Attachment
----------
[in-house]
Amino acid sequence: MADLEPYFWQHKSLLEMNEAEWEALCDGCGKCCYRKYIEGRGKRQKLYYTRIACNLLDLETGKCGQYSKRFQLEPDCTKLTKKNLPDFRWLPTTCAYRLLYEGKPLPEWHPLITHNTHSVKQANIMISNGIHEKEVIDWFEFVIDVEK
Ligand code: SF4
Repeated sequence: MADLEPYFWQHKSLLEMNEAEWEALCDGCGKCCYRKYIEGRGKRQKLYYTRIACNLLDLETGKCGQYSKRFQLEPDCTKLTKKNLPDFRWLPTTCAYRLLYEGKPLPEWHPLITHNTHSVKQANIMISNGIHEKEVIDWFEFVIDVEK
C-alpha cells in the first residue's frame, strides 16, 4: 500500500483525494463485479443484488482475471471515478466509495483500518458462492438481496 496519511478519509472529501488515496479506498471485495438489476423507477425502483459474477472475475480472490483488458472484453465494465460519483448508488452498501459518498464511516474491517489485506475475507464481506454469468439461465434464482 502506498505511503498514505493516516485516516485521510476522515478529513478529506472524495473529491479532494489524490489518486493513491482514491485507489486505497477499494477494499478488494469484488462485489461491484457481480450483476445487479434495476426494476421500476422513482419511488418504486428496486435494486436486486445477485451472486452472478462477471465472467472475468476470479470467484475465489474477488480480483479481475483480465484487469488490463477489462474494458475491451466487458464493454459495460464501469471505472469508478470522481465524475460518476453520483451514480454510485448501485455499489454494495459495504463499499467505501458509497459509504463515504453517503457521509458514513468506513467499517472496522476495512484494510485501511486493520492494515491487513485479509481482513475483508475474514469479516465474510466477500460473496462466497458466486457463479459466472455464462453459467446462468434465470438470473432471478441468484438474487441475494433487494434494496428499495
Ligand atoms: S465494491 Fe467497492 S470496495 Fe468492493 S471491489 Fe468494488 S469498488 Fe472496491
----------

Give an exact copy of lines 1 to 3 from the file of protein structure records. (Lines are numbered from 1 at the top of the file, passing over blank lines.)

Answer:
[in-house]
Amino acid sequence: MADLEPYFWQHKSLLEMNEAEWEALCDGCGKCCYRKYIEGRGKRQKLYYTRIACNLLDLETGKCGQYSKRFQLEPDCTKLTKKNLPDFRWLPTTCAYRLLYEGKPLPEWHPLITHNTHSVKQANIMISNGIHEKEVIDWFEFVIDVEK
Ligand code: SF4